I’ve not had the nerve to switch from the standard Qwerty layout to Dvorak or Coleman-DH.

Lockdown had elements of a blessing in disguise and a chance to re-evaluate life. These changes will hopefully bring benefits. Just thank goodness, I didn’t go mad and start obsessively doing something insane. Oh, by the way, I also have a 46 key keypad to supplement the keyboard for shortcuts, volume control and all those keys I’ve taken off the keyboard.

My partner described it as ‘sharpening pencils’, that habit that writers have to avoid doing any actual writing.

Like most things, it’s a balance, of course. I spend my whole day here (well, no, there are actual pencils to sharpen), so I may as well make it as comfortable and efficient as I can. You should too. I’m not suggesting that you switch to an Ergodox (although I do), but, importantly, I’m advising you to look at your setup and how you use it.

Seriously, look after yourselves. That’s the moral of this ‘Friday with Friends’. You may not have carpal tunnel syndrome… yet, but now is the time to do something about it. So, get a better keyboard (office chair, computer screen, reading glasses… etc) as soon as you can.

Take care.

To see David Wake’s previous interview on MTA, go here:

Meet the Author: Plus Sign by David Wake

Connect with David:

Website: author page: author page:


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Book Shelf: The Ones We’re Meant to Find by Joan Le

The Ones We’re Meant to Find by Joan Le

This story gripped me from the beginning! A futuristic tale of the destruction that occurs from ignoring climate issues for too long. I enjoyed getting to know the two strong female characters who are sisters, being a part of the love they share for one another. I certainly was not able to “figure it out” until reading it as it happened. I love these types of books, this one included! GREAT story!!

To support this website and the author’s interviewed, visit Support MTA for suggestions. Thank you! – Camilla

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Meet the Author: The Light in the Trees by Jeff Van Valer

Today we travel to Fishers, Indiana in the United States to chat with Jeff Van Valer about how neurology, the U.S. Postmaster, Bill Clinton, Raiders of the Lost Ark, marathons, a flooded kitchen, American Pie, shame, mountain biking, and Mars come together as part of Jeff’s current and younger life.

Tell us a bit about yourself.

Greetings. My name is Jeff Van Valer. I’m a novelist Camilla has so graciously allowed to participate in MeetingtheAuthors. I live in Fishers, Indiana, USA and work as a neurologist.

In which genre do you write?

Thriller, mainly. My fiction catalog (two books, but we have to start somewhere, right?) is made up of a duet of books, soon to be a trio. I want them to fit into the Psychological Thriller genre, because they attempt to fool–but never lie to–the reader.

My first is The Light in the Trees and is a coming-of-age story. Many automatically substitute Young-Adult genre for coming-of-age, but I don’t. The Light in the Trees isn’t a first-person-present-tense story told by a twelve-year-old. The story is of a middle-aged man’s, decades-old secret of escalating summer-camp mischief that turned deadly. He grew up quickly that summer. Hence the coming of age designation.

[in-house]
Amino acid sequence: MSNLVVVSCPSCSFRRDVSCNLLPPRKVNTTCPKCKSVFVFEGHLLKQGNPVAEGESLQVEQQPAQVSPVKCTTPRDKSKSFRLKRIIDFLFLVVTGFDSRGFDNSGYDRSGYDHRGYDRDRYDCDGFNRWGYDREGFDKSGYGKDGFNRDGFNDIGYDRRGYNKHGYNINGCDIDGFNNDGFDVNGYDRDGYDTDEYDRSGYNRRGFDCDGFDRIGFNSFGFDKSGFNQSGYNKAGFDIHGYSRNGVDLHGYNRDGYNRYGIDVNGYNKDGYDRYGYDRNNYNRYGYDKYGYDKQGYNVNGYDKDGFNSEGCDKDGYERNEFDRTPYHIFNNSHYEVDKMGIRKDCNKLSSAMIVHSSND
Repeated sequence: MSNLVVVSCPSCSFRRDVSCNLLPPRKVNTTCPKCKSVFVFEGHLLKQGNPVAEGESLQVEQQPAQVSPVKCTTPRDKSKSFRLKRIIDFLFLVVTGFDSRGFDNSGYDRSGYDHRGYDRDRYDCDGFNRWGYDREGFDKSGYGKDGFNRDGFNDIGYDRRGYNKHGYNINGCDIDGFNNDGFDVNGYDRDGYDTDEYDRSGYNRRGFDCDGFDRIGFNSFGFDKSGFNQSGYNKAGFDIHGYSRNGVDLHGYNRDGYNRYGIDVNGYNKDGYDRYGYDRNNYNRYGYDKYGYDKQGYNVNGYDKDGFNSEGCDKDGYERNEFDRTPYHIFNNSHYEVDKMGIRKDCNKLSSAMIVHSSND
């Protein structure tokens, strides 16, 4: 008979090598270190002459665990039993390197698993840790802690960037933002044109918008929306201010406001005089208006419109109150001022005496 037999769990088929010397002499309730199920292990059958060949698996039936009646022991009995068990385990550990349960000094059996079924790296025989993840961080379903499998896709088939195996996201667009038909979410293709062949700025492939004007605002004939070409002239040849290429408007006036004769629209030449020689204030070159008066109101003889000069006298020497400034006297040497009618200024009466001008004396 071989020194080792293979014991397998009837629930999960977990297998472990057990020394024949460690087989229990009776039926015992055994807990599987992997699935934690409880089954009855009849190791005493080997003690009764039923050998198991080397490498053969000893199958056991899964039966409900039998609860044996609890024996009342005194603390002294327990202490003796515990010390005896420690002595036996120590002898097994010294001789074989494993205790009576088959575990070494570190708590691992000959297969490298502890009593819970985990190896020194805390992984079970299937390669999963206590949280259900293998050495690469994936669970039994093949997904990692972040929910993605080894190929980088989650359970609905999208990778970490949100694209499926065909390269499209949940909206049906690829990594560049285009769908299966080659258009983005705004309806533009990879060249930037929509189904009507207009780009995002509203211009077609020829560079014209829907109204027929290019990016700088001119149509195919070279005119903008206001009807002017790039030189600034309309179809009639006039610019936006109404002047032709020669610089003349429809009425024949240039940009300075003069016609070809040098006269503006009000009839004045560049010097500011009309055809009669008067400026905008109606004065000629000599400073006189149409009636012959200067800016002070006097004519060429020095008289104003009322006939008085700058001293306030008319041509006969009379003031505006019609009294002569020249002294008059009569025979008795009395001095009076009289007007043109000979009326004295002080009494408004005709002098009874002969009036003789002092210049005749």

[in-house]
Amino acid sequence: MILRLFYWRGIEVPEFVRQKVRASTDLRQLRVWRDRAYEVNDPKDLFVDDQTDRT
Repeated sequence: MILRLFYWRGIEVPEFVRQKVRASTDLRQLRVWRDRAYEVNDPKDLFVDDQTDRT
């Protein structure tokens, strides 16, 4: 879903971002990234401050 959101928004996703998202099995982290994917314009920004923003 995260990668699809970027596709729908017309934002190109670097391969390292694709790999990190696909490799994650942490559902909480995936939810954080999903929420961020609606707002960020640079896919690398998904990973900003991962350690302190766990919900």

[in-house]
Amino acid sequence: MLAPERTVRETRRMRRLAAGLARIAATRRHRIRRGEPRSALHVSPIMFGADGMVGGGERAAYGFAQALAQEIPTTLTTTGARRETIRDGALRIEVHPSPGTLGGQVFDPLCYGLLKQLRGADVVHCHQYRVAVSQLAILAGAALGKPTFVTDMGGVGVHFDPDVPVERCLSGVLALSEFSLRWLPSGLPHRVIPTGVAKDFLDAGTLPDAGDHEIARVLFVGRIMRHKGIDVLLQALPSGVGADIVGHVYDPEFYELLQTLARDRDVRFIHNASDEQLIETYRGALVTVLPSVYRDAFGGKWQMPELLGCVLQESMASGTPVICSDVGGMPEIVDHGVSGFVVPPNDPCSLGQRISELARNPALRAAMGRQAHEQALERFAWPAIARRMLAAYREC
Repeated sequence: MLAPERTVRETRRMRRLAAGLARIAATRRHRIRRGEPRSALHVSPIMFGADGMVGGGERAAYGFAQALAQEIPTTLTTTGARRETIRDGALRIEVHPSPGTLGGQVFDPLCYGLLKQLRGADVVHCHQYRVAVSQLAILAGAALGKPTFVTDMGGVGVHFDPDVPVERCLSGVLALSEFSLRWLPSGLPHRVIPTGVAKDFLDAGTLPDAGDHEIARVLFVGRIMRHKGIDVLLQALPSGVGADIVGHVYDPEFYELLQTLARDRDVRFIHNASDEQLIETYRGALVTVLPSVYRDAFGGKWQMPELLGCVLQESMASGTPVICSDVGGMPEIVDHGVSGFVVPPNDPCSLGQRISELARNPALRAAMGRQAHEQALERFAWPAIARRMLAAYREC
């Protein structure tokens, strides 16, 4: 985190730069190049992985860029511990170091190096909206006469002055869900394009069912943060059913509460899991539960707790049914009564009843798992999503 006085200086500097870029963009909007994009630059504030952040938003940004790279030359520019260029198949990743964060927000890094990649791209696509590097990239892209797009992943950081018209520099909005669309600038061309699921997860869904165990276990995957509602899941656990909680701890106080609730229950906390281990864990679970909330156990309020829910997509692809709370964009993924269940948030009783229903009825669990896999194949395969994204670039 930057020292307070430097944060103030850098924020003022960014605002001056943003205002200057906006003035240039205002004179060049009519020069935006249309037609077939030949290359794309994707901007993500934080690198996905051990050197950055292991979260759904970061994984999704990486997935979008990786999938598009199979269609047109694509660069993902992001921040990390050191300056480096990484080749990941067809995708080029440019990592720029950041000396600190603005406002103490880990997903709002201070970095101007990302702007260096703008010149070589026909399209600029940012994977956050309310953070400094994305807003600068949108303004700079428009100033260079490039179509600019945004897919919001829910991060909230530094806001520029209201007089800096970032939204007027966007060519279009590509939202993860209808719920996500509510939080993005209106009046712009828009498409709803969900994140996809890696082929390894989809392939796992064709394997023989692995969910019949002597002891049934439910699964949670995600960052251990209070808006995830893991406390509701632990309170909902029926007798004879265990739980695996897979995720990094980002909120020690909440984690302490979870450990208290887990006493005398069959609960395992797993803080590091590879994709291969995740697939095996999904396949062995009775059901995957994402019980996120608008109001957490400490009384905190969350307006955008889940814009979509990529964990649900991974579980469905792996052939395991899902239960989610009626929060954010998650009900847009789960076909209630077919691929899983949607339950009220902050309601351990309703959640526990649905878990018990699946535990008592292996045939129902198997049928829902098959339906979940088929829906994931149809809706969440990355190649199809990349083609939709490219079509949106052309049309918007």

How many published books do you have?

Three. Two novels: The Light in the Trees and White Birch Graffiti.

One nonfiction book, The Devil’s Tricycle (it’s because, in my real job as a neurologist and sleep-medicine specialist, I’ve grown tired of talking to every migraine patient about the tricks our minds play on us–and our migraines–as we choose too much caffeine and can’t get enough sleep).

When did you first realize you wanted to be a writer and what ignited your author’s flame?

For anyone still reading, you’ll notice a connection between The Light in the Trees and my own summer-camp experience. In the ’80s, at what is now known as the Interlochen Arts Camp in Michigan, I wrote a hell of a lot of letters and my cabinmates didn’t.

In high school, I put to paper–while in class, of course–a lot of dreams I’d had. In college, my dad asked me about an $11 check I’d written to the “U.S. Postmaster.” That’s when he realized I’d been buying $0.22 stamps, fifty at a time.

In graduate school, a physical chemistry test looming overhead, I bought a copy of John Grisham’s The Pelican Brief instead of studying and began more prolific, regular reading. Ideas for “big-boy” stories came after that.

Where did the idea for your most recent book come from?

Bill Clinton. When he was the governor of Arkansas and running for president. Sometime in spring, 1992, when I saw this young, charming guy playing saxophone on Arsenio Hall, I knew he was going to win the election.

At the time, I was in graduate school and no-longer able to return to my staff position at camp. While almost physically ill with sadness, I had Interlochen on the brain as I watched Mr. Clinton play his sax. Soon, I thought, “Even this electable feller must have a skeleton in the closet.” Turns out he had two. Their names were Jennifer Flowers and Paula Jones. When the media got a hold of them, there was no burying the stories.

But what if the candidate had but one such skeleton, and just eight other, 42-year-old men knew the candidate’s secret? If they all lived in different states, their only connection being that they’d been cabinmates at a Michigan camp thirty years before, could the campaign machine take care of it before it reached the media? That’s what became White Birch Graffiti. The Light in the Trees takes place one summer thirty years previously, when those boys were summer at camp.